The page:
You know what’s cool? Having a big country. All political commentary aside, the fact that America is so big leads to some very interesting opportunities. The French quarter in New Orleans, backcountry roads in Nebraska, glitzy lights in New York, and Hollywood California are all accessible without the need to get out your passport. But the opportunities aren’t just related to sights and sounds. While weather patterns can sometimes be stuck in a rut, the good news for folks in the good ol’ US of A is that usually at least one section of the country is getting some good snow at any time during the season.
A dip in the jet stream (called a “trough”) persisted over the east coast for most of January and early February, leading to plenty of powder in the mountains and plenty of unhappy scrooges in the big cities. At the same time, some areas toward the middle of the country also benefited from the eastern trough, with some areas of Colorado getting the edge of the storms as they moved from southern Canada east toward the Atlantic Ocean.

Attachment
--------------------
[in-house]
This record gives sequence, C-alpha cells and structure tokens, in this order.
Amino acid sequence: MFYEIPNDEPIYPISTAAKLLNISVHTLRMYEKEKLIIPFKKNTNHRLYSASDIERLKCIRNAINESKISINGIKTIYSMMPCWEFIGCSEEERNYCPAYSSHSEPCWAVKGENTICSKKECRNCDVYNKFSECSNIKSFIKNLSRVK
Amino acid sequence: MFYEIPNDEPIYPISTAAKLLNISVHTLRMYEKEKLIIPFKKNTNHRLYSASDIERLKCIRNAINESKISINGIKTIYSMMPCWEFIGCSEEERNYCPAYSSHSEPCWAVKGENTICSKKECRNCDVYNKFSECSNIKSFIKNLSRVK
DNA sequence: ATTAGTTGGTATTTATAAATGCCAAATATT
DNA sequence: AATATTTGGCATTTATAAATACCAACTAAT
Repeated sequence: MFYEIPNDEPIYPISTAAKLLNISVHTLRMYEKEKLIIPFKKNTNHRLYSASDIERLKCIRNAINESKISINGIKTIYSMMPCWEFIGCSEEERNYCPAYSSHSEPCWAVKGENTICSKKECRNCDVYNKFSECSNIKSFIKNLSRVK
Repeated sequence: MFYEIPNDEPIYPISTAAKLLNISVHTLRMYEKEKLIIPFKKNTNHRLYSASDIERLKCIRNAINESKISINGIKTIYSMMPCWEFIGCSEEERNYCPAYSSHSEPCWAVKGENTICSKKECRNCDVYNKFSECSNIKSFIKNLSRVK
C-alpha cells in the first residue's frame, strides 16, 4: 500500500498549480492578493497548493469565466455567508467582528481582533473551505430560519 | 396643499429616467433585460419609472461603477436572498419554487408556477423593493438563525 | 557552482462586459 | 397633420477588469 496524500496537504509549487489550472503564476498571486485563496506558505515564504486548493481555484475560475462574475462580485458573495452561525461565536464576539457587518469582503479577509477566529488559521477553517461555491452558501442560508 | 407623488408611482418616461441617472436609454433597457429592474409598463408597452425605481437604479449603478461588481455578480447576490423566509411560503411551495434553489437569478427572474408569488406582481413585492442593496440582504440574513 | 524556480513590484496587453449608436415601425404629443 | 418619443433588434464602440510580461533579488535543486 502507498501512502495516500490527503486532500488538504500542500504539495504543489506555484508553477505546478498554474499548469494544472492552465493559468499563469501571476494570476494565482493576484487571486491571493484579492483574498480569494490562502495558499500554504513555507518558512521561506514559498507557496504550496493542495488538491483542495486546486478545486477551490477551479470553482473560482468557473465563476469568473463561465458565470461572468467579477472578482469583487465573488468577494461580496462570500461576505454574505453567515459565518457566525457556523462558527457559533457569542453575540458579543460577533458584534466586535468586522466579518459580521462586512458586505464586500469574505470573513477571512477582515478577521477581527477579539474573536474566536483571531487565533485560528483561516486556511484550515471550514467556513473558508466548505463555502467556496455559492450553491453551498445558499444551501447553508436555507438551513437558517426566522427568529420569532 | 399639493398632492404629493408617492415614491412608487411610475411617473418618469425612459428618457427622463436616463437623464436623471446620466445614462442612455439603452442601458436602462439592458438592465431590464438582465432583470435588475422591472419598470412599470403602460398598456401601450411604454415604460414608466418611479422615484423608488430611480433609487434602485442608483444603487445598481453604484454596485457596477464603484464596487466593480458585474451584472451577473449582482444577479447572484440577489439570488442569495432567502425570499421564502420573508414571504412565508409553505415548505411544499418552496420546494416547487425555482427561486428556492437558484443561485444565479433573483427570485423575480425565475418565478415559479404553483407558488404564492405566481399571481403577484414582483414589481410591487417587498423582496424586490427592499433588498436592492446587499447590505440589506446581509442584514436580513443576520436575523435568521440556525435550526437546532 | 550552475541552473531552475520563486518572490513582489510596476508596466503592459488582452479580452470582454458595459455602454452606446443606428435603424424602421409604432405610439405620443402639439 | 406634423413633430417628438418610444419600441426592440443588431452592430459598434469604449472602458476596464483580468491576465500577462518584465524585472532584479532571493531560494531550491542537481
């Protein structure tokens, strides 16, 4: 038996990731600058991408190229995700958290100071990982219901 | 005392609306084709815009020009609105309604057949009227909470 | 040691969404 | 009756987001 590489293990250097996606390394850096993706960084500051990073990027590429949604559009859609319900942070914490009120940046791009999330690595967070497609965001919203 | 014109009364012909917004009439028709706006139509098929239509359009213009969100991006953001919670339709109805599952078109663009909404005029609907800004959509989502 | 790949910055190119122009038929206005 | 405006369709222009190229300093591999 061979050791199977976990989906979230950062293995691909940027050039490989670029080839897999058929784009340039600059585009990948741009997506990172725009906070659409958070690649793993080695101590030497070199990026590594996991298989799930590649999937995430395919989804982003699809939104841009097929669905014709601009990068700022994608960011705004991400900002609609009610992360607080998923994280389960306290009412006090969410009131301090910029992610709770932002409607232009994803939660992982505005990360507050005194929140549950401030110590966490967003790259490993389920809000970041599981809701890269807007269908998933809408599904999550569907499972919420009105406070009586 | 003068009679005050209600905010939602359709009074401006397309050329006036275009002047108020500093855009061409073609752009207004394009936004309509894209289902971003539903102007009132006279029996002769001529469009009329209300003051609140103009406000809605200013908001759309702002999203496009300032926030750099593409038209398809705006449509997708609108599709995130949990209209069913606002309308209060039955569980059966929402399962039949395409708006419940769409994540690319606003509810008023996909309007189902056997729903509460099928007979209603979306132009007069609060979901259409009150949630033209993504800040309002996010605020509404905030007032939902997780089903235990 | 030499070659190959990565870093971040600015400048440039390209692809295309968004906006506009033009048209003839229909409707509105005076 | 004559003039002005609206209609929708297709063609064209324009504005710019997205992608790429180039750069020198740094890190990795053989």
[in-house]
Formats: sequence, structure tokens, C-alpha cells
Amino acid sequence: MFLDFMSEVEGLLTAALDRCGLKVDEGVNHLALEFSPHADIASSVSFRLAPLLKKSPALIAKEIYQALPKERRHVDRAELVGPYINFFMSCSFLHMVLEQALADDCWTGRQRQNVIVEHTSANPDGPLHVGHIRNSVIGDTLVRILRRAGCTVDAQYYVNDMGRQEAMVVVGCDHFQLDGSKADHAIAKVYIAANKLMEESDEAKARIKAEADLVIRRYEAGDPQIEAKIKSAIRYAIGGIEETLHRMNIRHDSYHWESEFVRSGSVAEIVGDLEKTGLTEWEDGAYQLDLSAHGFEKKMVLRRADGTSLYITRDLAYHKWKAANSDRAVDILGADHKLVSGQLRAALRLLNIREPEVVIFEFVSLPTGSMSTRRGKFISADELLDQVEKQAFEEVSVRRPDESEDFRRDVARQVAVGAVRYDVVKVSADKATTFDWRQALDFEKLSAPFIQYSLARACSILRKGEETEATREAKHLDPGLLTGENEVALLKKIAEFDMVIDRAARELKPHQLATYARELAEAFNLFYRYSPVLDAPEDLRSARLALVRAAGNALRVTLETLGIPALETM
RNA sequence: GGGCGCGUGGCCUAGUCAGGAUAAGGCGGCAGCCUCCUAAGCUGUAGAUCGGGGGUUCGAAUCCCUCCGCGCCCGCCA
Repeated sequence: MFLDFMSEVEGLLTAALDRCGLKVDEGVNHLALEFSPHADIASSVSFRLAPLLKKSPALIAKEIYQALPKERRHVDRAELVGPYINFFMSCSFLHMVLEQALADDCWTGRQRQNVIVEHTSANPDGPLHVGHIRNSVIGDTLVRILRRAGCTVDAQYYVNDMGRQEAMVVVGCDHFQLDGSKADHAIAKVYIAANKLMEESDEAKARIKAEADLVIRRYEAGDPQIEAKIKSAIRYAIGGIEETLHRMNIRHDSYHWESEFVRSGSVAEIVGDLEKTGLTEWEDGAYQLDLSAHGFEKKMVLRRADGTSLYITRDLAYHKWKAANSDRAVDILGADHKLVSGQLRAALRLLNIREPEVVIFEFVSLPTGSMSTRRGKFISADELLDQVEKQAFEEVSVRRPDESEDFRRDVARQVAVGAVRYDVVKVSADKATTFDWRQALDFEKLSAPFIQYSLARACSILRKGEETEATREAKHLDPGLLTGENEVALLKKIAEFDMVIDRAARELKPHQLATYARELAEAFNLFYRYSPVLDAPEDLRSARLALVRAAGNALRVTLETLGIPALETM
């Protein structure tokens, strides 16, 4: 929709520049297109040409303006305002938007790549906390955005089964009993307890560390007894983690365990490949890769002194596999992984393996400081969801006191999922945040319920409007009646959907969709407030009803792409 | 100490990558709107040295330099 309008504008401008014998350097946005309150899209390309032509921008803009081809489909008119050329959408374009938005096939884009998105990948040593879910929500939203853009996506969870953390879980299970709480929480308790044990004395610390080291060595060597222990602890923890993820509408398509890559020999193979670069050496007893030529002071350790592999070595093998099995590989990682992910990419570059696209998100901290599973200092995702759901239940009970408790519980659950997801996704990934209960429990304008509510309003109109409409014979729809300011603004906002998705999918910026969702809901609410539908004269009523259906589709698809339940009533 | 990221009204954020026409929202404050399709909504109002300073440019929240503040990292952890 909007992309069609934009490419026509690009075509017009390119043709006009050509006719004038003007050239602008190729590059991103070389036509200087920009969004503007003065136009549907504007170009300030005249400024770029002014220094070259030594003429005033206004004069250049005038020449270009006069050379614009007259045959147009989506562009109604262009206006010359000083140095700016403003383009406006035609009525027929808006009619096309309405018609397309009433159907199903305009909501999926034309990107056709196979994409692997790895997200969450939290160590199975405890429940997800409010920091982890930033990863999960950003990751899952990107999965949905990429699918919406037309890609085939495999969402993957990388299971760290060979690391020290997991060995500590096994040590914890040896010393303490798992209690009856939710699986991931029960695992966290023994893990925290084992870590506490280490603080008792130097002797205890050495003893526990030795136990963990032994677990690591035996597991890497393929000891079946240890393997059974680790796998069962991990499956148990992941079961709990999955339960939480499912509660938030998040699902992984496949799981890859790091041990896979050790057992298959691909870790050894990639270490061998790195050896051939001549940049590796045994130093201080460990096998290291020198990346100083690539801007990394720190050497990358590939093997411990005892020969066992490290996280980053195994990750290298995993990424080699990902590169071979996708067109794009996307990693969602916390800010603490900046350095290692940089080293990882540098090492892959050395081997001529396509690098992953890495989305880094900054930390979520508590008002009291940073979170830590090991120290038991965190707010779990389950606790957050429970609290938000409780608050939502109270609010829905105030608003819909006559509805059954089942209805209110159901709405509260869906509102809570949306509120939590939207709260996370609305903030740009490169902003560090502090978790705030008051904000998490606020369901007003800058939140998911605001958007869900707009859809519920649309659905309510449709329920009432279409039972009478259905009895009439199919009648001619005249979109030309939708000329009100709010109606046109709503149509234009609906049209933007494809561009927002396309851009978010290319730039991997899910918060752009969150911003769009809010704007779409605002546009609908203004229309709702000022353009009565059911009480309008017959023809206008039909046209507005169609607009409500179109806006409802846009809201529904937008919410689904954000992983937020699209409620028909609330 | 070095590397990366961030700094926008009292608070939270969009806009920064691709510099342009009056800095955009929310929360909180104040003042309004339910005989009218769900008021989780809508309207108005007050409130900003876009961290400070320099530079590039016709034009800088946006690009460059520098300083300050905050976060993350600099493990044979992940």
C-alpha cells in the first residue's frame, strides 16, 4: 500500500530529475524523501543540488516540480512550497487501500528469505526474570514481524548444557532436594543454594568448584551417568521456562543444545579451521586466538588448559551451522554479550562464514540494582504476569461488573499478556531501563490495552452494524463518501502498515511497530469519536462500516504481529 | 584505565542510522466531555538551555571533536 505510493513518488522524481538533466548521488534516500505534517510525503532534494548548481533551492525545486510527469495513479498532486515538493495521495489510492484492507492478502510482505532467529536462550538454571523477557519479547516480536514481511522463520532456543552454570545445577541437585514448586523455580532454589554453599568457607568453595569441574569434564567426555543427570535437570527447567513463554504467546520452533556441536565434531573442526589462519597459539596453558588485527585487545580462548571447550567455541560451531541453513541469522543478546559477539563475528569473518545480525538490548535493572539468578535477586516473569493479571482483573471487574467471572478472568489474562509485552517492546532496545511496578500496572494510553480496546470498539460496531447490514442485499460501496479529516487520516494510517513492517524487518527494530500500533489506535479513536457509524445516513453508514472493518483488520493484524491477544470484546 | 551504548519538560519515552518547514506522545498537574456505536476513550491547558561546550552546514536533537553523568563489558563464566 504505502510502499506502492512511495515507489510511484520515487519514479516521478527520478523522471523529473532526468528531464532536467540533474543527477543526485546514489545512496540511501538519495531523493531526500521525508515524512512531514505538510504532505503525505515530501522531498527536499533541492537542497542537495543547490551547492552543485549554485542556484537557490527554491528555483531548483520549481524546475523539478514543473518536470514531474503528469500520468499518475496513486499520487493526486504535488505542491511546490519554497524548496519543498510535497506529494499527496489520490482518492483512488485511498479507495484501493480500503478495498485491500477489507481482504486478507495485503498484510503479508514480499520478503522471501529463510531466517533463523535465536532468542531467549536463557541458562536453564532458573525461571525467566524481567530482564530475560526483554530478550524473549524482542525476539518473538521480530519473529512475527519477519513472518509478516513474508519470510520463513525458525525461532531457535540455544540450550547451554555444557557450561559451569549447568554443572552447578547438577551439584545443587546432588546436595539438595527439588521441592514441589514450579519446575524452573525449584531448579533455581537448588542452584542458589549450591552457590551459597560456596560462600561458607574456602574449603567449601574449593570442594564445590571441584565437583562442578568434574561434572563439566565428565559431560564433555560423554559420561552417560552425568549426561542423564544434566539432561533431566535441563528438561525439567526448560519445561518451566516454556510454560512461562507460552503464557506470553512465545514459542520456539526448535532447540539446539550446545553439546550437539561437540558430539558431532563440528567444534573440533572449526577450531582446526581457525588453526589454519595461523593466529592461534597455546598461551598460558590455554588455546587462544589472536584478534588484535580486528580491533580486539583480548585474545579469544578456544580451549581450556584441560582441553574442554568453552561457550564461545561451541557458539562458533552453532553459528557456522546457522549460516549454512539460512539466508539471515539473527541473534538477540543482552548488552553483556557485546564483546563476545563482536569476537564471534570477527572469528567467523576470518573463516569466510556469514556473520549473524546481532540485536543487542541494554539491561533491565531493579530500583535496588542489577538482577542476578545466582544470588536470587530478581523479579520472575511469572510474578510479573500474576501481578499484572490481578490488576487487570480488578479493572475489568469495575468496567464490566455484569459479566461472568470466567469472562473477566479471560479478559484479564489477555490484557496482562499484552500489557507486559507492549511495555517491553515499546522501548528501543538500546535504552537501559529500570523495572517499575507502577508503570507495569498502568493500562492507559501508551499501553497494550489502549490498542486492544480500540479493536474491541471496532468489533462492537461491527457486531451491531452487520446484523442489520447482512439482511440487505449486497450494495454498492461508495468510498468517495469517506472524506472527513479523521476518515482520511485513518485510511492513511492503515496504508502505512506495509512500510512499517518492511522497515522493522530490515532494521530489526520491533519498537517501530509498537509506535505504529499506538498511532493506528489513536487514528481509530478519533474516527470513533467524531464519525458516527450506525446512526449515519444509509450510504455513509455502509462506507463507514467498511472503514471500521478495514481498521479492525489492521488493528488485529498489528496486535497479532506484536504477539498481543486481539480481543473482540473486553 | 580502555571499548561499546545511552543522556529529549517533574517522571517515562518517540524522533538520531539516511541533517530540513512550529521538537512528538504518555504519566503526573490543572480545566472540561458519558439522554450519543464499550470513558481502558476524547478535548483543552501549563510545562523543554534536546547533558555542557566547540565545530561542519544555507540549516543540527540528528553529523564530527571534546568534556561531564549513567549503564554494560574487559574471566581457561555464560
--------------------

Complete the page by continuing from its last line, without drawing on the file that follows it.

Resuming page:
Unfortunately, the yang to the east coast’s ying was California, which was mostly dry for the first six weeks of 2011. Some storms did pepper the northern Pacific coast with snow through this time, but with far less frequency (or depth) than skiers in Washington or Oregon would have hoped.
Now in mid February, the atmosphere is switching gears by taking the trough out of the east coast and placing it back on the west coast. If you look at snowfall in the U.S. as a zero sum game, then perhaps this isn’t a big deal since our country – overall – will continue to get good snow. But stay away from mentioning something like that to folks around Lake Tahoe who have been itching for a big snowstorm since New Years. As the image shows, “west is best” for at least the next few weeks.
Why did the atmosphere switch gears now, in the middle of February? There are all sorts of technical analyses that I could talk about, but the gist is that these things happen with little predictability. In early February, most meteorologists could tell you that the weather pattern would shift to favor the west coast over the next few weeks, but it would have been impossible to make a prediction about this during the beginning of the 2010-2011 snow season. There is just no way to plan powder days many weeks or even months ahead of time, but looking at just the next 5-10 days it does appear that snowfall totals will spike in the west. If you’ve been thinking about a trip to find some powder, heading west of the Mississippi through the end of February might put you in a very good spot.
Meteorologist Joel Gratz is the creator of http://www.ColoradoPowderForecast.com and is based in Boulder, CO.